They want, at minimum, three things.
First, they want to connect with the speaker. They've already sat through way too many remote, aloof speeches and presentations. Audiences want a real person -- not a disembodied voice in the dark reading PowerPoint bullets. Authenticity is so rare in business today you'd think it costs $1 million an ounce. It doesn't. To be an authentic speaker, wear your passion for your topic on your sleeve. Look right into the eyes of audience members. And have a conversation with them.
The second thing audiences look for in most speeches is a hint of entertainment. There's no law against being lively, engaging, and interesting. Don't get me wrong. People aren't expecting you to be Jay Leno or Jon Stewart. Your audience doesn't need big laughs to be entertained.
When you speak, lighten up. Show the audience that you're serious about your topic. But also show them you're not overly somber and serious about yourself. An anecdote about you -- plus a little self-deprecating humor -- can lift the proceedings. To audiences, the ponderously solemn speaker comes across as self-important and self-involved.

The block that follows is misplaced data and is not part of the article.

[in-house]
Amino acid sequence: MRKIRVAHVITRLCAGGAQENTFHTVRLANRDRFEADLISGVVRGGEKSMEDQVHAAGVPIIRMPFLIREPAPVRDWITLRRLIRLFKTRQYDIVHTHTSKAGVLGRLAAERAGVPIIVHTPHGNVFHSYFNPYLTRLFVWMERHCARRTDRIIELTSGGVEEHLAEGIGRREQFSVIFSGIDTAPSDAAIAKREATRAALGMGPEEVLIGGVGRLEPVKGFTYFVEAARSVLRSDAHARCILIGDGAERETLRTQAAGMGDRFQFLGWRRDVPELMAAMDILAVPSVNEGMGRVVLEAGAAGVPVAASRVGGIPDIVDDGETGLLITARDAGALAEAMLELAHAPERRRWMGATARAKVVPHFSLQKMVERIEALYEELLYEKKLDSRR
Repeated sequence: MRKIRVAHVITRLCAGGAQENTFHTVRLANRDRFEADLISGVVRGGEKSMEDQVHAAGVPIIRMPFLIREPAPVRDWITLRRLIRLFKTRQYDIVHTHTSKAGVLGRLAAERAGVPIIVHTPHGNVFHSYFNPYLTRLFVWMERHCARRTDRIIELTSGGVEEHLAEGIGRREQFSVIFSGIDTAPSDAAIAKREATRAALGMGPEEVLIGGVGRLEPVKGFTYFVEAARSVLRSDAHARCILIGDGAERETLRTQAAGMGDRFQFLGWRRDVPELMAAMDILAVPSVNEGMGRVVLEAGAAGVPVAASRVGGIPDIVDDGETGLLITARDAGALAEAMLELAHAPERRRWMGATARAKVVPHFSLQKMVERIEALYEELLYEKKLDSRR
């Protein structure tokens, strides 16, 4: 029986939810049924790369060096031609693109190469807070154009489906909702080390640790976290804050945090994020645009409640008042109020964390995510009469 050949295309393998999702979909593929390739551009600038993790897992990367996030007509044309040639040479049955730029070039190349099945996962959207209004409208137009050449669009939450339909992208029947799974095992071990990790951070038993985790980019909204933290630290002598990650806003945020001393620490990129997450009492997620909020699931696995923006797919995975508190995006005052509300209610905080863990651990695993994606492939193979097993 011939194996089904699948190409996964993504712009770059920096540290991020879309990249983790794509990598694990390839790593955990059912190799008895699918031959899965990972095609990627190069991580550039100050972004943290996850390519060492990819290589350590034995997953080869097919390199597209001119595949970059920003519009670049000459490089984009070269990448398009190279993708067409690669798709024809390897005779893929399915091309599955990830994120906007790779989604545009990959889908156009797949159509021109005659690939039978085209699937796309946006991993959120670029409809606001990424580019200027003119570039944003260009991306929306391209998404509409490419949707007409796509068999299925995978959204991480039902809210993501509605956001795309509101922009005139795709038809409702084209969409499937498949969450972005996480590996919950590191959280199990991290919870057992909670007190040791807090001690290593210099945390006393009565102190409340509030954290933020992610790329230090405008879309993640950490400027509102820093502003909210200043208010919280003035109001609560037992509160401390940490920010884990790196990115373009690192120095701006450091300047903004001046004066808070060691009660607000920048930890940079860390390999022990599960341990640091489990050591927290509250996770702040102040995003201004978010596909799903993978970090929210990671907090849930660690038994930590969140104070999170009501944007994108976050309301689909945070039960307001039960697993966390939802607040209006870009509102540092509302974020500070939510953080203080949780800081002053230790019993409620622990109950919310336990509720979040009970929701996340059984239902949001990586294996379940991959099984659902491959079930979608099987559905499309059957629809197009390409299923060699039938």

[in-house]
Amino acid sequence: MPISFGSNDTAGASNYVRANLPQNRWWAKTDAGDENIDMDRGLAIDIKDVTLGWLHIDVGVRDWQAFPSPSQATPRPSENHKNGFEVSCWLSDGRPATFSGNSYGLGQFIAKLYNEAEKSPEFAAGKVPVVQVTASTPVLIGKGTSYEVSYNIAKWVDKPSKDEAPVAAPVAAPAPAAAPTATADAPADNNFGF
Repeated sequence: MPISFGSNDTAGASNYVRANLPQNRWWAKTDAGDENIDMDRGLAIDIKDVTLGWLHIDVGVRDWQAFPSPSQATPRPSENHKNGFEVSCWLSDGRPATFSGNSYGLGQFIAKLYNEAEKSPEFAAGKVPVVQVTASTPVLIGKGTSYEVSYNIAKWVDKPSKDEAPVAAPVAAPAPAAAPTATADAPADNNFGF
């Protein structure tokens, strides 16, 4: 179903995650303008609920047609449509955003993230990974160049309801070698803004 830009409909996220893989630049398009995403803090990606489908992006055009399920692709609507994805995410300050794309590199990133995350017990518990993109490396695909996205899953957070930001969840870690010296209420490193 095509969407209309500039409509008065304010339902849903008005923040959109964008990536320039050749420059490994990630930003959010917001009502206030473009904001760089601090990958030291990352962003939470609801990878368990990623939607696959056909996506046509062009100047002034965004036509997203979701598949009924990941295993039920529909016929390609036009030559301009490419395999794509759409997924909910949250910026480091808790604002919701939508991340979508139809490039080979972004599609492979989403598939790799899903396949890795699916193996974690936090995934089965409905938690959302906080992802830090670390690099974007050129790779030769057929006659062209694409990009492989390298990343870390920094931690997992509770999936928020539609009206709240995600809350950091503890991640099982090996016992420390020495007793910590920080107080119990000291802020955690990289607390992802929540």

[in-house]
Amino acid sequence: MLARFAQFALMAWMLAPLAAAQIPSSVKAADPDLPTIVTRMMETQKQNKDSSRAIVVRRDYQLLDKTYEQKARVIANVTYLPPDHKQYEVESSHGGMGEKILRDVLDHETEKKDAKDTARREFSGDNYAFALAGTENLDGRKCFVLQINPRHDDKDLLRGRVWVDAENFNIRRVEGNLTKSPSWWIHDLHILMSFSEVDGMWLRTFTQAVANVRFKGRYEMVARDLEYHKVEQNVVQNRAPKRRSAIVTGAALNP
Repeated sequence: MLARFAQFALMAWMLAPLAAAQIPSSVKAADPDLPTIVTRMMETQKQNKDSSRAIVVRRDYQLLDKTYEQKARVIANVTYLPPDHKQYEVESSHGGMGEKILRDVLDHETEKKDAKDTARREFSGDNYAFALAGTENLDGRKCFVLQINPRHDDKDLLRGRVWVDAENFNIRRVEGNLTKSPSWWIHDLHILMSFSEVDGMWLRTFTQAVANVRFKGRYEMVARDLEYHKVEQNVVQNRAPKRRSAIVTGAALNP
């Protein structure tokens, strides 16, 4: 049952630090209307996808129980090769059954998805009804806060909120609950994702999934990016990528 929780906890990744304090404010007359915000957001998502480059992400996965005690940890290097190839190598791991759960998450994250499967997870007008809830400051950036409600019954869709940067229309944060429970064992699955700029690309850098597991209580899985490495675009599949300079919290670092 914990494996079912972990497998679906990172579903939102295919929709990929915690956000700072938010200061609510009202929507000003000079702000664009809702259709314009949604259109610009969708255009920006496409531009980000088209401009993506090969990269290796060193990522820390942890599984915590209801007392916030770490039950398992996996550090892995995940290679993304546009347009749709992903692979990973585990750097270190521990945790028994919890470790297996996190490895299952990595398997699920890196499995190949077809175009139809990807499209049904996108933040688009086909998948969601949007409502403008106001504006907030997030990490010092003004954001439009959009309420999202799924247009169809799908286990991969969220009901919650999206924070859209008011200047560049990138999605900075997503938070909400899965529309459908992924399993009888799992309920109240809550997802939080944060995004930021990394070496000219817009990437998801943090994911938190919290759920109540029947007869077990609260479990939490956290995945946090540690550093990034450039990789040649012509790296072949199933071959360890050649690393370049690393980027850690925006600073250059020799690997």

The third thing audiences look for is meaning. They want you to fit your organization into the bigger picture. Every organization -- profit or nonprofit; private or public sector -- exists to create value. Tell your audience in really specific terms how you create value for them and for our society. When you connect what your organization does with what your audience knows in their hearts, you create meaning.
Connect with your audience. Lighten up. And show them a meaningful big picture. When you do these three things, you open the door to understanding and acceptance.